The key to network evolution lies in yet another way genes can mutate. Instead of just a small segment of its DNA changing, it's possible for an entire gene to get duplicated. Gene duplication happens a lot, judging from the many families of similar genes both in our own genome and those of other species. A copied gene would initially play the same role in the original network. But as it gradually mutates, it can take on a new function. Can it take up a new role in a new network? One clue that the answer is yes is that many networks are made up of related genes. Some researchers have proposed that all the genes in a network (perhaps even an entire genome) have to get duplicated at once in order to create a new network. But this large-scale copying may come with its own trouble: somehow, all the copied genes would have to stop interacting with the old network.

In the current issue of EMBO Reports, scientists at the University of Manchester in Great Britain offer a more humble way to build a new network. They suggest that it can happen one duplicated gene at a time. Imagine that one gene in a three-gene network gets duplicated. A mutation prevents it from interacting with the original three. Then it gets duplicated in turn, and these two genes start interacting in a tiny network of their own. Another duplication, and there are three genes at work in a fully-functional network that's completely isolated from its parent.

It would have been vaguely interesting if the scientists had stopped there, but then they figured out a way to test their hypothesis. They studied a family of genes that produce molecules called basic helix-loop-helix proteins (bHLH). These genes form several networks in our own bodies and in those of other animals. By linking with one another in different combinations, they can do all sorts of work in the cell, from sensing signals from the environment to keeping cell division under control. The history of these networks, the researchers realized, should be preserved in the genealogy of the genes. Say that some ancestral bHLH network was copied all at once. Then each gene of the new network should be most closely related to the gene playing the same part in the old network. But if, as the scientists propose, new networks are built a gene at a time, then all the genes in a new network should be closely related to each other, and only distantly to the old network. When they drew the bHLH family tree, that's what they found.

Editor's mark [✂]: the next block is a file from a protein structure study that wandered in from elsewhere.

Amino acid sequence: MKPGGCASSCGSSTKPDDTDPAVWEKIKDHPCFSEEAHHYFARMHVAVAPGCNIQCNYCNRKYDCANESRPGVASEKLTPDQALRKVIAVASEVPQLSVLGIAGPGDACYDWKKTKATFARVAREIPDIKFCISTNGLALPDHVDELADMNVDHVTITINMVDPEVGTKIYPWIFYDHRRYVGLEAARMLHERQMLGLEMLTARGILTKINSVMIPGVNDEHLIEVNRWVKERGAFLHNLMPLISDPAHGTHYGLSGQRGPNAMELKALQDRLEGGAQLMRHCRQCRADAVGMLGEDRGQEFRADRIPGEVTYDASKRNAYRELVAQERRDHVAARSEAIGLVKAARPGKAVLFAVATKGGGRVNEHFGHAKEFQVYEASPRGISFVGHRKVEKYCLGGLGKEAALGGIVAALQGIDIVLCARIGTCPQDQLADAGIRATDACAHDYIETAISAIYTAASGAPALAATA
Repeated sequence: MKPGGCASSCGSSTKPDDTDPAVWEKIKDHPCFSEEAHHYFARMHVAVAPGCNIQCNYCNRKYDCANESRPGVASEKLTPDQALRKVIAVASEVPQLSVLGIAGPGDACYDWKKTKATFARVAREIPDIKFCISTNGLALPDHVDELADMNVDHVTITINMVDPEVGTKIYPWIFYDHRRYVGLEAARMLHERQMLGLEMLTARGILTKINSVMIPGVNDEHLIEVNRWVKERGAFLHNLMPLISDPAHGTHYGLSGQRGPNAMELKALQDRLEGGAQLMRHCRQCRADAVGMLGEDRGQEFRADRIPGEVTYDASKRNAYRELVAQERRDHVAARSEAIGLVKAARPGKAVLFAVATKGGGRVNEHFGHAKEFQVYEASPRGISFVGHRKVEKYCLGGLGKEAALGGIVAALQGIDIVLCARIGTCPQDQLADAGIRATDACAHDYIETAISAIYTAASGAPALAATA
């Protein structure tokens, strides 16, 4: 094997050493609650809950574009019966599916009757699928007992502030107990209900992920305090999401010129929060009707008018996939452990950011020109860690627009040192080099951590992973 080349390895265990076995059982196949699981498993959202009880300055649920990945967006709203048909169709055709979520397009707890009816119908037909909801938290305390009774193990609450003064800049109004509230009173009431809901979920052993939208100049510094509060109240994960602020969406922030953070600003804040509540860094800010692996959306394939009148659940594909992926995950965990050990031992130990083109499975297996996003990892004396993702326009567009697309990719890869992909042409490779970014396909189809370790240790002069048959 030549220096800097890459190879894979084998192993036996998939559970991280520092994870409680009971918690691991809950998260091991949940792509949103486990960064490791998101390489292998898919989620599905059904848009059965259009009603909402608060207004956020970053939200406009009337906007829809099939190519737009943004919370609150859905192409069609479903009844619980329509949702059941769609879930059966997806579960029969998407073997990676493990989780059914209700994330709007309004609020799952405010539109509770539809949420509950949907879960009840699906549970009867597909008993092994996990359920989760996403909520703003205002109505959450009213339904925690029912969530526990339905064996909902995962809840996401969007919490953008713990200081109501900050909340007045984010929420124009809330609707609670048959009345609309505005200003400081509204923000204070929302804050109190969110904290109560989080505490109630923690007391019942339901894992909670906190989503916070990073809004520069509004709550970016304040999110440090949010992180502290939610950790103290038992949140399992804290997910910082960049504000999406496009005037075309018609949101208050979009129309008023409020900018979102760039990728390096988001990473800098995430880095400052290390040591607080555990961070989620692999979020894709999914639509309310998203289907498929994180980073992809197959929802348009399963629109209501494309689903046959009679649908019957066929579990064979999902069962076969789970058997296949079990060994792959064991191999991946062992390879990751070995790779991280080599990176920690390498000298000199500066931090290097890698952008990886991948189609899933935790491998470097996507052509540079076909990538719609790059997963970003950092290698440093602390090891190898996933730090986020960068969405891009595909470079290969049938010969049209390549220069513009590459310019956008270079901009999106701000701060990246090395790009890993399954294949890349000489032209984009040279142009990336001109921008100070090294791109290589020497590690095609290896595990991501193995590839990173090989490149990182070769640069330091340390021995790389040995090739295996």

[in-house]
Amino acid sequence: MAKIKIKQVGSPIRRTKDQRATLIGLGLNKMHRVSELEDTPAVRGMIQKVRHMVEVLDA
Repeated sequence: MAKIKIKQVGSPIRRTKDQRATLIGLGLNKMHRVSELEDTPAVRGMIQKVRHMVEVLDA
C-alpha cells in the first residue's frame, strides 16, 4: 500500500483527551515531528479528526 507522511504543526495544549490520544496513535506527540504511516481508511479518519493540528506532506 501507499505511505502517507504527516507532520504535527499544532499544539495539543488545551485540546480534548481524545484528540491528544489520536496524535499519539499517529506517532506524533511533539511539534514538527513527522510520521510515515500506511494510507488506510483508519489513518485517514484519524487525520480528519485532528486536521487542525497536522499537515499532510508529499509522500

What's particularly remarkable about this work is what it means about the way new networks evolve. Each one budded off from an old network as a single duplicated gene. But over time, as the new network expanded with additional gene duplications, the new network came to look and act a lot like the old one. Each network, for example, is organized around a hub of a few genes that can interact with a constellation of other genes. Stephen Jay Gould famously asked whether life would take the same form it has today if you replayed the tape. Gould thought that there were so many contingencies that could push life off on another path that the answer must be no. But when it comes to gene networks, it appears that the tape may play just about the same.

(Update, 3/1/04 8 am: Link to paper fixed, along with a few typos.)

Comments (2) + TrackBacks (0) | Category: Evolution


COMMENTS

1. Paige on March 1, 2004 11:59 AM writes...

Thank you for the excellent explanation of biology and evolution in action.

This testing hypotheses idea, what a great concept! Someone should tell the creationists about it.

Permalink to Comment

2. V.Pawar on April 16, 2004 07:54 AM writes...

To begin with how genes come into existence and when they came into existence what were the processes that ensured plant life, insect life, animal life and human life.Is there any literateure throwing some light on the subject?

Permalink to Comment


EMAIL THIS ENTRY TO A FRIEND

Email this entry to:

Your email address:

Message (optional):




RELATED ENTRIES
Talking at Woods Hole
Invisible Gladiators in the Petri Dish Coliseum
Synthetic Biology--You are There
Manimals, Sticklebacks, and Finches
Jakob the Hobbit?
Grandma Manimal
Hominids for Clinical Trials--The Paper
The Neanderthal Genome Project Begins